• The position (or arrangement) of items in the navigation menu matters. There is a general suggested list of pages on the website, such as the ‘Brief’ page, ‘Contact’ page, etc.—these are the pages most often searched by site visitors. These prominent pages, which often have high traffic (since they are featured prominently), often have low engagement rates. Use Google Analytics to determine your most important pages and find optimization opportunities. Display the most important navigation items first (or on top, depending on the orientation of the menu bar).
  • Menu item a. keep on max 7, Studies have shown that people can only remember or take in up to seven pieces of information at a time. Too many menu item categories can potentially affect your ability to rank in search, as Google may interpret too many unrelated categories as a sign that your website isn’t set in a specific place. If you know you’ll need more than 7 menu items, break them down into further subcategories.

In terms of the above point, United’s website menu design is very complex—there are too many options for users to see:

website menu design

In contrast, provides a well-organized example regarding simple classifications:

website menu design
  • audit your menu whenever. Eliminate links that are rarely clicked on. Rename generic labels to be more descriptive to your human visitors and search engine spiders alike.

inspiration for creative website menu design

big spaceship

Ignoring the typical website menu design heuristic (at the top of the main page content, or on the side), Big Spaceship’s menu button is positioned front and center on their homepage.

website menu design

Once clicked, users are directed to a new page with only four menu options.

website menu design

Upon choosing where you want to go, you are presented with additional options. Each page presents these new submenu options in a variety of compelling and creative ways. For example, the ‘Work’ link leads to clickable pictures, while the ‘Careers’ page offers a different type of menu navigation, listing open positions with arrows that, when clicked, So there is drop down to show the details of each item.

website menu design
website menu design

Users can easily return to the main menu navigation by clicking the “Menu” button (which turns into a hamburger menu) at the bottom of the page.

Equus Design

website menu design

This Singapore-based branding and communication agency showcases the fact that minimalist website menu design is anything but boring.

Their website has a fixed menu at the top of the homepage, but when you click on one of the top links, each page presents its own unique navigation style. For example, on their About page, visitors are presented with a one-page design Inside Existing menu navigation design that makes for an interesting user experience.

website menu design

As with the Big Spaceship website menu design above, the major menu items are linked by structured pages with various internal layouts.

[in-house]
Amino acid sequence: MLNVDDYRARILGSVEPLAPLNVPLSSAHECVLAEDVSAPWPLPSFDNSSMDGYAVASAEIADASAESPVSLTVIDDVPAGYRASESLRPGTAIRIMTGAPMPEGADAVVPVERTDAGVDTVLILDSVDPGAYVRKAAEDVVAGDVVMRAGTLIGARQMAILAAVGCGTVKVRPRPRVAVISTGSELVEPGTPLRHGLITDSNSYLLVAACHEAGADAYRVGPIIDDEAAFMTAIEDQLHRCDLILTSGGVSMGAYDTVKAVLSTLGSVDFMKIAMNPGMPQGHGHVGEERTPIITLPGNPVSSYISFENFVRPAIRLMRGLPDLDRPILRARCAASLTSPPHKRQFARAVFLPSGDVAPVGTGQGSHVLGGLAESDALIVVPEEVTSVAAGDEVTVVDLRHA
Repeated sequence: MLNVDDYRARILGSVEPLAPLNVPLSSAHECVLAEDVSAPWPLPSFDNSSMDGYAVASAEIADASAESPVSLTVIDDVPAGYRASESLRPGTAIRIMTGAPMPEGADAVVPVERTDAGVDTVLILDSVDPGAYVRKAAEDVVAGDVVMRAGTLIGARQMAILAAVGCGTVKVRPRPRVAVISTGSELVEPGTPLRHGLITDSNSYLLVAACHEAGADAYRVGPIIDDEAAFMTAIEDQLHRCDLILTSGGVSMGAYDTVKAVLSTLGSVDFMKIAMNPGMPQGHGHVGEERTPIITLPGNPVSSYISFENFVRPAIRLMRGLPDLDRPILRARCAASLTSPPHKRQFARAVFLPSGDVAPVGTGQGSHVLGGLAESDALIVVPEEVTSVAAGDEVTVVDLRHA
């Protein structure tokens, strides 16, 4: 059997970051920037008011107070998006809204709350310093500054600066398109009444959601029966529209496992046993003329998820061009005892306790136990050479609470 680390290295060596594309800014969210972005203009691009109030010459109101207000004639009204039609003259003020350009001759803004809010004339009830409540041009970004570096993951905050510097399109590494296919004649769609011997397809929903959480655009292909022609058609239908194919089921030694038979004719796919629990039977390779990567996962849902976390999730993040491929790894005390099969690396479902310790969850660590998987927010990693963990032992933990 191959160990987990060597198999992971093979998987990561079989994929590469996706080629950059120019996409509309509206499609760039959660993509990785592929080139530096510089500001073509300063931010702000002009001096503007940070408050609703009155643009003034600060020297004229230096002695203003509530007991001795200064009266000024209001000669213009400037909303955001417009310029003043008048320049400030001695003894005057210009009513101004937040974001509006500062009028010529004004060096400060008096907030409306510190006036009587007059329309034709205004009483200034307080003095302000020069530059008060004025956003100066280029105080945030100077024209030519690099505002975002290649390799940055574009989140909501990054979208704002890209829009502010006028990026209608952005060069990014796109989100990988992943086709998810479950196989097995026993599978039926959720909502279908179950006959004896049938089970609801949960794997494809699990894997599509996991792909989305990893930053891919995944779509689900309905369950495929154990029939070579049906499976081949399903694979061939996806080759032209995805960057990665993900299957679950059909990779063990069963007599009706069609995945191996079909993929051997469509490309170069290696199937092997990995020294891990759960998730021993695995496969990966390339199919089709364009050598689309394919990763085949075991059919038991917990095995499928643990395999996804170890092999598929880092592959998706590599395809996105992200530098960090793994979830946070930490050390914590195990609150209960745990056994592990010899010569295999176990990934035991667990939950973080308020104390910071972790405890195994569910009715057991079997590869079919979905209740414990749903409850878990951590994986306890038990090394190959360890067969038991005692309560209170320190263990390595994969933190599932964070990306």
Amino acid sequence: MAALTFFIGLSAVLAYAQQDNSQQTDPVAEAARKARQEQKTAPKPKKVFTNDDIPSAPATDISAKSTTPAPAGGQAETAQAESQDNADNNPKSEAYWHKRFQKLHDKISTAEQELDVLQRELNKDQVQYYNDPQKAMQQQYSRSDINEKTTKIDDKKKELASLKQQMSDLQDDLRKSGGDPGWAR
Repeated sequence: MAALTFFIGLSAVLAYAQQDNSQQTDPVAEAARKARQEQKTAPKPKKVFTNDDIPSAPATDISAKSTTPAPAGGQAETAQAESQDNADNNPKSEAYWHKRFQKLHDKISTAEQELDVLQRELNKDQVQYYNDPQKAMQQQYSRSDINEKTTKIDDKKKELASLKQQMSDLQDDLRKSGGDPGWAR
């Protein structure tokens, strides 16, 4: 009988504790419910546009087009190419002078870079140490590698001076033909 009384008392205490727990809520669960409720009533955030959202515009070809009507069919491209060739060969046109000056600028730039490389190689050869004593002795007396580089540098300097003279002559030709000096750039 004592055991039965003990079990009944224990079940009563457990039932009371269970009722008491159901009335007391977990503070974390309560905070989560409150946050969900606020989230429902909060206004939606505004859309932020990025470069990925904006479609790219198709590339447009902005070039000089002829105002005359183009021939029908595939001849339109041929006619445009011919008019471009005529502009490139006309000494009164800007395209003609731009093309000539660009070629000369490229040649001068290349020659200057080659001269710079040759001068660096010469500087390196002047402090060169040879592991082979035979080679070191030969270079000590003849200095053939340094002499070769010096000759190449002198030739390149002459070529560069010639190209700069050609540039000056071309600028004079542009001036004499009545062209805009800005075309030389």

NKI Studio

website menu design

KNI Studio’s menu is in an unconventional place: centered at the bottom of the page. Additionally, you can click the “+” for relevant social links.

According to Impactbund, many designers are exploring alternatives to the minimalist mobile hamburger menu. In fact, Spotify ditched its hamburger menu in favor of tabbed menus, leading to a 30% increase in navigation menu clicks. Ironically, hamburger menu design still likes many articles about menu design trends!

Additionally, the use of mega drop down and fixed top menus (both menu design trends from 2017) are still an ongoing hot topic in 2018. Certain menus or mega menus are starting to include visual elements such as icons, photos or even icons. A map.

Kellogg’s website provides a good example of a multi-dimensional mega drop down menu:

website menu design

Universal Navigation There is another website menu design trend which has been noticed by many people recently. At the top of the website’s home page is a link to the main website. This is useful for businesses with multiple subsidiaries or franchises, such as Disney.

See this concept in action on the Disney Frozen sub-website:

website menu design

All-Caps Corner Link Another interesting is the creative menu design trend. This gives the website a professional feel that feels comfortable and symmetrical.

Websites that make use of this menu design trend, such as Sprout Social, have tons of information to share, but do so in a way that doesn’t overwhelm:

website menu design

Light colors, sans-serif fonts, and extra spacing help make this menu design trend work.

Creative website menu design and best practices

Thinking creatively about site navigation elements can make your website more memorable overall. But when designing, don’t forget the real purpose of site navigation: to make it easier for users to see and access content. Not all the bells and whistles in the world can make up for website navigation that is unusable or that works against your other SEO efforts.